No matter what medium it is, it's always invigorating to see the work of somebody who's mastered their art. Jeff Rosenstock's art is pop punk, but goddamn he's figured it out. Total mastery.

05.14.2020
Little Wings
Zephyr

It's been over 10 years since I was last compelled to listen to a new Little Wings album. This is partly because in the mid aughts he released a few odder, less interesting albums in a row that I couldn't engage with, a sort of diminishing results of weirdness when all I really wanted was more of his perfectly constructed diy ditties. But it's also partly because he straight up stopped releasing stuff for a while. But then suddenly in April, whether because of the lockdown or Bandcamp's occasional artist-friendly sales, or just because he got bored, he opened up the floodgates. He's released (or re-released) 4 or 5 full albums in the last month or two, and one of them is Zephyr, which according to the description is an official release and reworking of an Australia-tour-only cassette from a few years ago, that he had been meaning to flesh out into a full studio album. I'm glad he didn't, though, because this is a fantastic little collection as-is. It's mostly (or all?) Kyle Field and one guitar, no slapped-together backing band, no extraneous experiments or improvised goofiness, no waste, no nonsense. The songwriting on every track is focused and thoughtful, almost every track showing a more mature side of Little Wings, versus the K-Records teenage-symphonies-to-god fantasias that he often works in. But if that sounds a little too dad rock for you, don't worry, he also released a full band improvised garage recording of his make believe surf rock bar band The Be Gulls if that also interests you. I mean to be honest it interests me, too.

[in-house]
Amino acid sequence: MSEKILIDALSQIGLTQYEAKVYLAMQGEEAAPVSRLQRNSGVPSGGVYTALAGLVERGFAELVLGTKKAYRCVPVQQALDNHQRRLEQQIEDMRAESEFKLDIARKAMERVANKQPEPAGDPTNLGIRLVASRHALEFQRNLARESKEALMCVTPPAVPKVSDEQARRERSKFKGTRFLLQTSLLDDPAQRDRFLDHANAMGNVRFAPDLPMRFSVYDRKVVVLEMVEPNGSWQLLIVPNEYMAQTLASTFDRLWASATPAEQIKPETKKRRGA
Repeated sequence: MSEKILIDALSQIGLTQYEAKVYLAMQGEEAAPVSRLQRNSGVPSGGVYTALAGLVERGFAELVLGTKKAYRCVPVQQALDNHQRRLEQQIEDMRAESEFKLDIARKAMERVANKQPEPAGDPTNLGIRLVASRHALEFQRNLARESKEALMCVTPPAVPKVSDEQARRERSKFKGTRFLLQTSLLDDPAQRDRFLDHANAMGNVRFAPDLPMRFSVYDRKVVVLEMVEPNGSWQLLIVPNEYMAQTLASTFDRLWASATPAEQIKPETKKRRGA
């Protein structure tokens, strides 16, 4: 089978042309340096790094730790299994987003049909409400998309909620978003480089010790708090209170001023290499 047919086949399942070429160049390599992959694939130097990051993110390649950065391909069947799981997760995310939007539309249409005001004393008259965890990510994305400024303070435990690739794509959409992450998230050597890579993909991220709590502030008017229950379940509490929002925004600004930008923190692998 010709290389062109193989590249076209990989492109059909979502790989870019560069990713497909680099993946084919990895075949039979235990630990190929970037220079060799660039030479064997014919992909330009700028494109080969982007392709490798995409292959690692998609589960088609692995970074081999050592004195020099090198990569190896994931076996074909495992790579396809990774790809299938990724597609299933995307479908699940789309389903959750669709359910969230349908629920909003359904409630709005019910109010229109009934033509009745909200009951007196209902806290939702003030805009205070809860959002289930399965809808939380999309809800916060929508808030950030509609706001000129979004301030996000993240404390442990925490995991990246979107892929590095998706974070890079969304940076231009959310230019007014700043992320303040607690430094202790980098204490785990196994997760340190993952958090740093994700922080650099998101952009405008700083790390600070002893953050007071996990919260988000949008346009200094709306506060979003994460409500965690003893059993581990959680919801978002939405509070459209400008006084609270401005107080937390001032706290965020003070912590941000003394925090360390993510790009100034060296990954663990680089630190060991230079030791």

08.29.2020 - by Steve
Caleta 111Queens
Ceviche, chaufa, tamale

Caleta 111 is a little sliver of a Peruvian ceviche place in a little nothing Queens neighborhood underneath the elevated J tracks, and I had one of the best damn meals in a long time there.

I don't know anything about ceviche, and I honestly was a little tepid about going there to begin with. But it had been on our radar for a long time, and we happened to be close to this weird corner of Queens for the first time in a long time, so what the heck. But yeah. It was incredible, top to bottom. The ceviche, the chaufa (that Peruvian/Chinese fried rice, kinda like Chimborazo's, but sorry Chimborazo, this place has you beat), and even the pork tamale was better than most pork tamales I've ever had. Honestly the liquid that the ceviche sits in was so good I had to pick up the bowl and slurp up the last of it like I was a kid who just finished my Lucky Charms.

I'd say it's in the top 5 meals I've eaten here. Maybe top 3. Top 2? (Sorry, can't get it up to 1... those Olmsted scallops aren't likely to step aside for anybody.)